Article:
Genetic stratigraphy, provenance, and new age constraints for the Chuska Sandstone (Upper Eocene-Lower Oligocene), New Mexico-Arizona
Steven M. Cather, Lisa Peters, Nelia W. Dunbar, and William C. McIntosh


The Chuska Sandstone is about 535 m thick and consists of a basal fluvial succession (Deza Member; 0–81 m thick) and overlying eolianites (Narbona Pass Member). Aggradation of the Deza Member occurred in response to the south–southwesterly progradation of the distal part of an extensive (200 km length) piedmont system derived from the San Juan uplift of southwestern Colorado. As it prograded, this system pushed ahead of it a short, northeast–facing piedmont system and a transverse basin-fl oor system as it onlapped a post-Laramide, late Eocene paleogeomorphic surface. Crossbedding in the eolianites of the Narbona Pass Member indicates paleowinds were mainly from the south–southwest, and blew up the paleoslope established during Deza Member deposition. The petrographic similarity of the Narbona Pass Member to the Deza Member indicates the eolianites are mostly recycled Deza-type sands that continued to be derived fluvially from sedimentary, volcanic, and basement terranes to the north–northeast during deposition of the Narbona Pass Member. Stratigraphic and topographic relationships in the Chuska Mountains suggest that nearly one km of middle Eocene–lower Oligocene strata were once present in the axial part of the San Juan Basin, but were subsequently eroded.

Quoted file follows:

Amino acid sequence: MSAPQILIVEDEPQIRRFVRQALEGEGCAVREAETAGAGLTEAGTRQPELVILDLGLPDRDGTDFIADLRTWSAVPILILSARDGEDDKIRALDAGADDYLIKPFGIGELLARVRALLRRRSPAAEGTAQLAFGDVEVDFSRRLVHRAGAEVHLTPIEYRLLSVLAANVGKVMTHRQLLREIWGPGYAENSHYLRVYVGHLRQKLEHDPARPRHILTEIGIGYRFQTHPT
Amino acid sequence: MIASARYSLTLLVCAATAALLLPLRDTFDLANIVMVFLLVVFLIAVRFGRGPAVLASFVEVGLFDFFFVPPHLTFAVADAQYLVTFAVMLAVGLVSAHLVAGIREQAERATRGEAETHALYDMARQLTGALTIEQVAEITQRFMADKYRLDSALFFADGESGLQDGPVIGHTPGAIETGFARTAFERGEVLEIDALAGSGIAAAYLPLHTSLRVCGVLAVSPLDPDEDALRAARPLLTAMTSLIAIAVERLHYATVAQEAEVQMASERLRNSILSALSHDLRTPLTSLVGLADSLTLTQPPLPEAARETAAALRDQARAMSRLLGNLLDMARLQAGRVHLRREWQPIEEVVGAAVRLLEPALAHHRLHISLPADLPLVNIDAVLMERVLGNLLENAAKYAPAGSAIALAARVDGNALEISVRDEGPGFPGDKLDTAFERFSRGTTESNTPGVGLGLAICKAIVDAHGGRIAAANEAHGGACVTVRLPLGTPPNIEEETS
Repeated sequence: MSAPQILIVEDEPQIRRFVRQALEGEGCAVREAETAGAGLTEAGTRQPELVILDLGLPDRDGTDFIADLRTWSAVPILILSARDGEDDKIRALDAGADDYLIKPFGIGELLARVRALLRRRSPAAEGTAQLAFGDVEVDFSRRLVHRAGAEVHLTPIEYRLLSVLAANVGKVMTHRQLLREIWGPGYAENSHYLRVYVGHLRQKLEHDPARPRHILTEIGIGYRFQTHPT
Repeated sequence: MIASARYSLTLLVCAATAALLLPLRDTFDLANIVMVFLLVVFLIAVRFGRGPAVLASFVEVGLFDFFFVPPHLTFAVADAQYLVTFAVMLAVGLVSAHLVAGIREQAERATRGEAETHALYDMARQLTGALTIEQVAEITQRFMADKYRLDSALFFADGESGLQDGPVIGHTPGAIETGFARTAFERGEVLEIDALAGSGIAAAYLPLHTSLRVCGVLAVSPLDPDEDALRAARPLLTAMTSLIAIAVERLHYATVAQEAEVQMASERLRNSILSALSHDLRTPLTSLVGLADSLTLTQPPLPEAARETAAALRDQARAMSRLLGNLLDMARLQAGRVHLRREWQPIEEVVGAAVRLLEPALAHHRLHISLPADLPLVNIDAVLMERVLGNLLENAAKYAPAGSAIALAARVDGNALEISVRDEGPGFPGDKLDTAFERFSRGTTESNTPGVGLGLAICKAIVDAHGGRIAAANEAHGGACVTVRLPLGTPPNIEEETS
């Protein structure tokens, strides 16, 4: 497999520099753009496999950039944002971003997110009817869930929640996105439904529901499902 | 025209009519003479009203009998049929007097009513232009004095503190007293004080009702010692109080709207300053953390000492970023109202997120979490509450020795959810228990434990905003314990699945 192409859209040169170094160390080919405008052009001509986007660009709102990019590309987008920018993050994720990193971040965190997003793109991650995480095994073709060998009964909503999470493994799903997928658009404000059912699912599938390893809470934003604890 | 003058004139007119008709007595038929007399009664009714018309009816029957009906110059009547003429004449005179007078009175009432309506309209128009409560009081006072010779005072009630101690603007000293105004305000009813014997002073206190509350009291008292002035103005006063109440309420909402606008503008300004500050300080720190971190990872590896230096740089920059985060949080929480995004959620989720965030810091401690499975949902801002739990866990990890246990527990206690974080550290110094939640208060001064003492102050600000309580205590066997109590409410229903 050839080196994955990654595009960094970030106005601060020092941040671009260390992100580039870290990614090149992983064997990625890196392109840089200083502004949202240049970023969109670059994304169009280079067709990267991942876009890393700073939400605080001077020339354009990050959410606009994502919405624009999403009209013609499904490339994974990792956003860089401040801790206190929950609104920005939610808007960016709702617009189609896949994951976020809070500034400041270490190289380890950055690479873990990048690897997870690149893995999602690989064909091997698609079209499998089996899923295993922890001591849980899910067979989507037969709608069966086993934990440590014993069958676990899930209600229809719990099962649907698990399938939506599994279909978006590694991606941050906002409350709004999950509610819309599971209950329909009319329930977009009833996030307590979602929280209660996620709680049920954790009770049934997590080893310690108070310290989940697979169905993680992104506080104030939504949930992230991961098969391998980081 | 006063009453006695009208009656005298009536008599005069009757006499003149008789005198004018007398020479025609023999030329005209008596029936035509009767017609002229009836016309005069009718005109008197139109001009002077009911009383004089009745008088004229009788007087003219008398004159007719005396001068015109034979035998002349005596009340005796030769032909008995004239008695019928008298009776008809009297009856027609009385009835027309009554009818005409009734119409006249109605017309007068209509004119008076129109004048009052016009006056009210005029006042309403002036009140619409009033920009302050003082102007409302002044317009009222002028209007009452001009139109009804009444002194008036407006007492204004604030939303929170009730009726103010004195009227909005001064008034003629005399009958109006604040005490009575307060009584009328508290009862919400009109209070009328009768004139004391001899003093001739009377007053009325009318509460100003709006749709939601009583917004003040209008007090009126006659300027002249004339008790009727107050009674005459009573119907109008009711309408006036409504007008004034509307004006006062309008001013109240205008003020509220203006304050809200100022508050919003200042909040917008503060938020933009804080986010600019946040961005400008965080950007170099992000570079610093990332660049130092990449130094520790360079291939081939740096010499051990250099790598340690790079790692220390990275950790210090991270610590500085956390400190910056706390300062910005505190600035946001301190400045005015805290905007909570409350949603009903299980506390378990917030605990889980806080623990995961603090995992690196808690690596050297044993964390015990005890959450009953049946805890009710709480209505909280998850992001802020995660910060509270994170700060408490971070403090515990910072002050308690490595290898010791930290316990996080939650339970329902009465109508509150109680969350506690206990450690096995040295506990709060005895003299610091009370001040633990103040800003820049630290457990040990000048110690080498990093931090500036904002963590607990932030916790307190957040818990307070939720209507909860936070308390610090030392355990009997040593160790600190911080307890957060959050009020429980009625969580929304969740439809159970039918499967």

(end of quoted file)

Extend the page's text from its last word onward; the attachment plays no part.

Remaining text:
New 40Ar/39Ar results for volcanic ashes in the Deza Member (34.75 ± 0.20 Ma) and the lower Narbona Pass Member (33.33 ± 0.25 Ma) and for trachybasalts that disconformably overlie the Chuska Sandstone near Narbona Pass (24.83 ± 0.26, 24.97 ± 0.16, 25.05 ± 0.17, 25.24 ± 0.17 Ma) indicate the basal Chuska Sandstone is upper Eocene, and the upper part of the unit is lower Oligocene and possibly lower upper Oligocene. Our radioisotopic results indicate the switch from dominantly fluvial to dominantly eolian sedimentation in the central Colorado Plateau occurred between 34.75 and 33.31 Ma. Age constraints for the beginning of Chuska eolian deposition are broadly compatible with those for other eolian successions in the Colorado Plateau–Rocky Mountains area. The switchover from fl uvial to eolian processes may be a response to major global cooling that occurred ~34 Ma.


  1. Cather, Steven M.; Peters, Lisa; Dunbar, Nelia W.; McIntosh, William C., 2003, Genetic stratigraphy, provenance, and new age constraints for the Chuska Sandstone (Upper Eocene-Lower Oligocene), New Mexico-Arizona, in: Geology of the Zuni Plateau, Lucas, Spencer G.; Semken, Steven C.; Berglof, William R.; Ulmer-Scholle, Dana S., New Mexico Geological Society, Guidebook, 54th Field Conference, pp. 397-412.

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